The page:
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Dynamic Chiropractic – March 26, 2010, Vol. 28, Issue 07

First Multidisciplinary U.S. Soft-Tissue Conference

By Warren Hammer, MS, DC, DABCO

Before I decide whether to attend a conference, I ask myself two important questions: will the information be beneficial to my understanding of the subject and will I be instituting any permanent changes the following Monday morning? It is often said that if a conference is able to give the practitioner one significant thing they will find useful for the rest of their career, then the weekend is worthwhile.

The first multidisciplinary U.S. soft-tissue conference, more specifically the Addressing the Myofascial Component of Musculoskeletal Pain Conference, is being sponsored by the University of Pittsburgh School of Health and Rehabilitation Sciences and the University of Bridgeport College of Chiropractic. The event will be held at the University of Pittsburgh on May 7-8. The conference will feature speakers from the U.S. and around the world. To the best of my knowledge, this may be the first multidisciplinary soft-tissue conference ever held anywhere.

This unique conference will feature both didactic and practical demonstrations. For all practitioners who desire to understand more about their current techniques and want to be exposed to techniques they may not be familiar with, this conference is a must. The organizers of the program, who happen to be chiropractors, have invited some of the world leaders in the field of soft tissue to discuss the various types of manual treatments for myofascial disorders. The morning lectures will be followed by afternoon sessions of breakout workshops, in which the instructors will combine lecture with hands-on demonstration of their respective methods.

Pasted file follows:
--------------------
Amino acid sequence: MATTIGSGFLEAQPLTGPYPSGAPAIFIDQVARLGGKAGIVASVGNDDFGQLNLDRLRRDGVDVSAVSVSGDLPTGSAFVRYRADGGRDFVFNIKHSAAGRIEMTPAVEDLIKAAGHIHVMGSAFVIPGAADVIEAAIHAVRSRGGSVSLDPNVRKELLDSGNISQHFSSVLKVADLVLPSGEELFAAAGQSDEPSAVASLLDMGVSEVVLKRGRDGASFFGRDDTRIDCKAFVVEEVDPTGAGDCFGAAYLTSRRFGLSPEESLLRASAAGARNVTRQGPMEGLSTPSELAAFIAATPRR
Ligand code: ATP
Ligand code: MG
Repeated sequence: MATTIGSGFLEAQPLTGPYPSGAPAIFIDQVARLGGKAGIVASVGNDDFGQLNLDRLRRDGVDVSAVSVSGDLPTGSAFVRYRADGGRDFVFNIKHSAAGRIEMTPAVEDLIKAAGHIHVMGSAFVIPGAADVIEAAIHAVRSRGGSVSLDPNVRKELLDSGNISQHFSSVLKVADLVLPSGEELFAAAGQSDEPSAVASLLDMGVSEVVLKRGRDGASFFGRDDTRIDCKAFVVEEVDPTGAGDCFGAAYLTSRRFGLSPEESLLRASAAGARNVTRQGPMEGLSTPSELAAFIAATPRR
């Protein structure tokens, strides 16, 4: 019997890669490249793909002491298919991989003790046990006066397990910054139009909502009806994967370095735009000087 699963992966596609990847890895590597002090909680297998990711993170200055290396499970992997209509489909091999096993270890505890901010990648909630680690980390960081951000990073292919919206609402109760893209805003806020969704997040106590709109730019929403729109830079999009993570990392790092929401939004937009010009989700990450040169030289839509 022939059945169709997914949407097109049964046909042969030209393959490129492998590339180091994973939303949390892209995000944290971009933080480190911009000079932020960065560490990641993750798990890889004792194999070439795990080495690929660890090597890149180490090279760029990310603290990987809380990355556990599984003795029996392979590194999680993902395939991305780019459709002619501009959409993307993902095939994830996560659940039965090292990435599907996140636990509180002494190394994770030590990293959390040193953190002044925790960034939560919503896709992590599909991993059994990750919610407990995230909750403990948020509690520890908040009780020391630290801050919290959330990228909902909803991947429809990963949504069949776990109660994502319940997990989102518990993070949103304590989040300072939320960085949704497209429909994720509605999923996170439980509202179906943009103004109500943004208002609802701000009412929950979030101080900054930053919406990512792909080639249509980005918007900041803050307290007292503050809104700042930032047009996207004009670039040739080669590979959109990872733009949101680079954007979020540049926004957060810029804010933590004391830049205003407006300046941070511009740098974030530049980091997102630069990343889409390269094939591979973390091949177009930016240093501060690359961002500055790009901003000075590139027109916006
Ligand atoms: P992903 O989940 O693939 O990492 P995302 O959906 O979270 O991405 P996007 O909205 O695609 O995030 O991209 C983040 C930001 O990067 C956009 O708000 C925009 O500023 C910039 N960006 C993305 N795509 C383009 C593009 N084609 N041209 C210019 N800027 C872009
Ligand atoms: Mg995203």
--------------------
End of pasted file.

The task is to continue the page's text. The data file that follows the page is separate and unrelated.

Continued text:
Esteemed lecturers include Leon Chaitow DO, ND, from England, who will present an overview of the importance of including soft-tissue manipulation techniques into the manual therapist's clinical repertoire. Dr. Chaitow has published over 70 books including Positional Release Techniques, Modern Neuromuscular Techniques, Muscle Energy Techniques, Clinical Applications of Neuromuscular Technique, and Fibromyalgia Syndrome: A Practitioner's Guide to Treatment.

Also speaking is Siegfried Mense, MD, a professor in the Department of Neuroanatomy at Heidelberg University, Medical Faculty Mannheim, Germany, a world authority on the neuroanatomy and neurophysiology of muscle pain. Dr. Mense has published over 180 scientific articles and book contributions on these topics. His textbook Muscle Pain is the definitive resource on the principles of the diagnosis and treatment of muscle pain syndromes. His lecture topic is "Peripheral and Central Mechanisms of Myofascial Pain."

Jay Shah, MD, will speak on "New Frontiers in the Pathophysiology of Myofascial Pain: Enter the Matrix." Dr. Shah is the director of the medical rehabilitation training program and senior staff physiatrist within the rehabilitation medicine department at the National Institutes of Health in Bethesda, Md. He will be discussing the evaluation of myofascial trigger points, the unique neurobiology of muscle pain, and understanding the roles of sensitization and neuroplasticity in generating, amplifying and perpetuating chronic musculoskeletal pain, among other topics.